Benito Mussolini: This Was the Life of Il Duce

Born in 1883 at Predappio, Benito Mussolini became the Duce of the Italian Fascist regime.

May 24, 2024By Maria-Anita Ronchini, MA History & Jewish Studies, BA History

benito mussolini life duce


In April 1945, as the Allies were advancing into Lombardy, a group of Italian partisans stopped a small convoy of German soldiers near Dongo, a village on the northwestern shore of Lake Como. Among them, they found Benito Mussolini, the former Duce of Italy, who was trying to escape to Switzerland. Twenty years before, Mussolini had turned the Kingdom of Italy into a fascist state, persecuting political opponents and crushing free speech. After playing a crucial role in the development of European fascism, he was ousted from the government in 1943. Rescued by German soldiers, Mussolini served as head of the Republic of Salò until 1945.


Benito Mussolini: The Early Years

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Young Benito Mussolini. Source: Fatti per la storia


Benito Amilcare Andrea Mussolini was born in Predappio, a small town in Emilia Romagna, on July 29, 1883. His father, a staunch socialist, was a blacksmith. His mother, Rosa Maltoni, taught in the local school. He had two siblings, Arnaldo and Edvige. A troublesome child, Benito Mussolini was expelled from school after he attacked a fellow student with a penknife. Despite his unruly behavior, he passed his final examination and obtained a teaching diploma.


In 1902, looking for better employment prospects, young Benito Mussolini moved to Switzerland, where he worked many different jobs. Following his father’s footsteps, he soon began writing political pieces for several socialist newspapers. In Switzerland, Mussolini also became known for his rhetorical skills, delivering public speeches for a labor union. As the union’s propagandist, he frequently advocated violent actions. More than once, his aggressive oratory led him to be arrested by the police.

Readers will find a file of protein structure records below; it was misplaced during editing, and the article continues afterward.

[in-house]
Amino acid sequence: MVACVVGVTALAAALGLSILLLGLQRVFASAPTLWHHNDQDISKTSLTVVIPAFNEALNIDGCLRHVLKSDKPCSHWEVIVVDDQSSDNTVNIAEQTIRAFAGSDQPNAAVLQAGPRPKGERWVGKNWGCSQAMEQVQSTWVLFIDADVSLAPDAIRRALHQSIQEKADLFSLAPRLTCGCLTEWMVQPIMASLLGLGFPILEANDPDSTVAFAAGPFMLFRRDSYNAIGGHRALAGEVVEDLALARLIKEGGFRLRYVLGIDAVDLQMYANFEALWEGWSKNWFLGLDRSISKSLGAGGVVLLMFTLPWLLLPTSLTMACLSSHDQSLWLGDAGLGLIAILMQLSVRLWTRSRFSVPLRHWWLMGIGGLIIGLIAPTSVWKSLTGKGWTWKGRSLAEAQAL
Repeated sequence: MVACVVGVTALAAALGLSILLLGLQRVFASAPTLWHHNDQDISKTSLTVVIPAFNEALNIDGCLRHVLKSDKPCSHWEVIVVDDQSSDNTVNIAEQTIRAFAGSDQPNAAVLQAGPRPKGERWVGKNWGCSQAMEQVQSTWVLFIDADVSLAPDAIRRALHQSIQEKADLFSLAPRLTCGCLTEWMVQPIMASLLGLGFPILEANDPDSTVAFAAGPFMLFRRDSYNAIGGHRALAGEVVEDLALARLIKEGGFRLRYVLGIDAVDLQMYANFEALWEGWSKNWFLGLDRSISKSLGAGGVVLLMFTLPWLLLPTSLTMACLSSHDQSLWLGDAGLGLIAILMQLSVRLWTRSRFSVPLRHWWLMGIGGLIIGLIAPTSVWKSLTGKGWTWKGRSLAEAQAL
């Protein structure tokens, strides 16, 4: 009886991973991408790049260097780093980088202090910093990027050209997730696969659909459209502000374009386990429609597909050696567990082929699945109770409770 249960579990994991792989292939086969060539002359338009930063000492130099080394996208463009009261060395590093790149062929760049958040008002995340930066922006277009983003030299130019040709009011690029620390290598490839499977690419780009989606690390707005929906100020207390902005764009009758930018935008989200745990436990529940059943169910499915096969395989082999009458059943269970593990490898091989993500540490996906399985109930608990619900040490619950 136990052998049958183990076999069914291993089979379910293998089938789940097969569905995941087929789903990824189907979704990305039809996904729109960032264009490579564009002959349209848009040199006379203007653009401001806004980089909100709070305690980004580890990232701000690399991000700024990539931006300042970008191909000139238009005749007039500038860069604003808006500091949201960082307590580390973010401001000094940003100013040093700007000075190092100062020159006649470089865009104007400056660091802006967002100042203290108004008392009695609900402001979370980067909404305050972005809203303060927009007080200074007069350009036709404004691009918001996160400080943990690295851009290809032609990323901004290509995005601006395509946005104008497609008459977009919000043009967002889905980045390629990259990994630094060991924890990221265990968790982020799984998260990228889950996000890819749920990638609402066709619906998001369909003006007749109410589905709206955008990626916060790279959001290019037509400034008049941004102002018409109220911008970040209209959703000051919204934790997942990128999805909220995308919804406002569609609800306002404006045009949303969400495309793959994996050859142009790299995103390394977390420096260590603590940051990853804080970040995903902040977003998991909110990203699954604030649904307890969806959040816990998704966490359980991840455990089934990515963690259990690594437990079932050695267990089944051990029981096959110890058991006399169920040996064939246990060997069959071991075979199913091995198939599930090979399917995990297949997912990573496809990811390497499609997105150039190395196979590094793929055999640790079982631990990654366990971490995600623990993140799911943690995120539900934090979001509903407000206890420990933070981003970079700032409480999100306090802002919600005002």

In 1904, twenty-one-year-old Mussolini returned to Italy to answer his call-up notice for mandatory conscription. After a brief period working as a teacher, he reverted to journalism. His political activity often landed him in trouble. In 1909, for example, he was expelled from the territories of the Habsburg Empire. Around this time, Mussolini also became involved with Rachele Guidi, who would later become his wife.

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In the 1910s, Benito Mussolini’s ability as a political orator gained the attention of the Italian Socialist Party’s leadership. As a result, in 1912, he was appointed editor-in-chief of the Avanti! (Forward!), Italy’s leading socialist newspaper. Under his editorship, the Avanti!, based in Milan, soon increased its circulation and influence.


Between Socialism and Nationalism

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Headline of the December 31, 1914 issue of Il Popolo d’Italia, the newspaper founded by Benito Mussolini after his expulsion from the Socialist Party. Source: Cultura Bologna


After the outbreak of World War I, a heated debate between the pacifists and the interventisti, who advocated Italy’s involvement in the conflict, divided the Italian peninsula. Initially, Mussolini supported the government’s policy of neutrality. However, in the editorial published on October 18, 1914, he voiced a different opinion, urging Italy to join the military efforts. His editorial was met with outrage by the Socialist leaders, who immediately expelled Mussolini from the party. The future Duce responded by founding a new newspaper, Il Popolo d’Italia (The People of Italy), where he continued to write articles calling for Italy’s entry into the war.


In 1915, after the Italian government decided to take part in the world conflict, Benito Mussolini was drafted into the Bersaglieri, a corps of sharpshooters. Two years later, he received an extended leave from the army due to injuries sustained during a weapon field test gone wrong. He also resumed his editorship of Il Popolo d’Italia.